Hope I helped

However as far as I know, there are no actual lines of the sicilian with d3 in such an early stage. It blocks the development of the white bishop and overall is played too early. (I could be wrong however, since I haven't finished my study of the sicilian, if there IS a line for it the others might have an answer)

As to HOW to continue in THAT particular line that you just said Nc6 for black is most likely the best move. It keeps control of vital squares in the center and your pawn structure is good.


The normal way for white to play the Sicilian is to push d4 early which after the exchange cxd4 will lead to very interesting open and tactical positions.

There is a large body of theory related to the Sicilian and in many lines not knowing this theory can be very risky for both sides.

A white player who is not very familiar with the Sicilian or who prefers more closed positions might very well play a King's Indian Attack (KIA) like setup with pawns on d3, e4, g3, knight on f3 and bishop on g2. The typical idea for white (if black castle's kingside) is to go for a pawn storm with f4, g4... This is very easy to play for white and fairly independent on what black does. So it does not require any knowledge of theory. Personally I do use this against some types of the Sicilians.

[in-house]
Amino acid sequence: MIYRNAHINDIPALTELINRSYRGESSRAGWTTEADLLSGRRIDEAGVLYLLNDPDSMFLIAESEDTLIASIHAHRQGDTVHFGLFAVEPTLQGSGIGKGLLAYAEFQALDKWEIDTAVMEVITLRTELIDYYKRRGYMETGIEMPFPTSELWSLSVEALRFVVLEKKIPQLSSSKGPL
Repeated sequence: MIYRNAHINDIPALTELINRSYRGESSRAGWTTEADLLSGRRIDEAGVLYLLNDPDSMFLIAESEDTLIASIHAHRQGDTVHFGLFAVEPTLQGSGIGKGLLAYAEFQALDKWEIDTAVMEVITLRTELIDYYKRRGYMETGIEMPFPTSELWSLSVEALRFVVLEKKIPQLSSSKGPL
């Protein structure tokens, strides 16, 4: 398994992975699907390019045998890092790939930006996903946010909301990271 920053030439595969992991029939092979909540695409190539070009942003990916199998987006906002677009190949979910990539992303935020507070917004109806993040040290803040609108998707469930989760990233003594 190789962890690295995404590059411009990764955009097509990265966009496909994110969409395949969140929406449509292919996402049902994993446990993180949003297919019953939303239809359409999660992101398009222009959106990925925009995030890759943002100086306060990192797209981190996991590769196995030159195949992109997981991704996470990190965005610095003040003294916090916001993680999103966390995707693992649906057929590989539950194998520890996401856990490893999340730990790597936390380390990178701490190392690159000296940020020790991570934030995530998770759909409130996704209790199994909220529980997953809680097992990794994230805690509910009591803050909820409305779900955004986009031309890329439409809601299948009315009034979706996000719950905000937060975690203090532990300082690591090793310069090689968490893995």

In my opinion, 3. d3 is a normal move, perhaps not the most demanding, but nothing wrong with it. Assuming white goes for a King's Indian Attack setup, black can chose for instance between:

  • a setup like in the dragon with fianchettoed bishop on g7, and perhaps a pawn storm on the queenside, as black you can use your control of the dark squares (d4, e5) where you might want to place a knight at some point.
  • pushing d5 (e.g. after playing e6), which threatens to open the center and often leads to simplification and equal positions in the KIA. Also this helps against potential pawn storms/kingside attacks. Since you already played 2. ... d6, you would lose a tempo playing d5, so it might be wise to postpone the move d5 for later and first continue with normal development, with, e.g. Nc6, Nf6, e6, Be7, 0-0,.... and only then think of d5

When you are a beginner it is good and important that you concentrate a good deal of Chess games of Fischer , Kasparov , Anand and many others .

Sicilian is a huge subject and mastery takes a lifetime to learn . There are many different variations and Patterns which requires a Strategic understanding . You must first classify differently and then choose which one would be the best for you .

Classifications below .

  1. Sicilian Najdorf

    1.a) Scheveningen 1.b) Sozin 1.c) English 1.d) Poison Pawn

Many more ......

  1. Sicilian Kan
  2. Sicilian Richter Rauzer
  3. Sicilian Dragon

There are many more which I cannot mention all . Important is you need to have an attitude where you can do brutal counterattack , exchange Sacrifice, understand the c-file play and gain initiative by giving by material .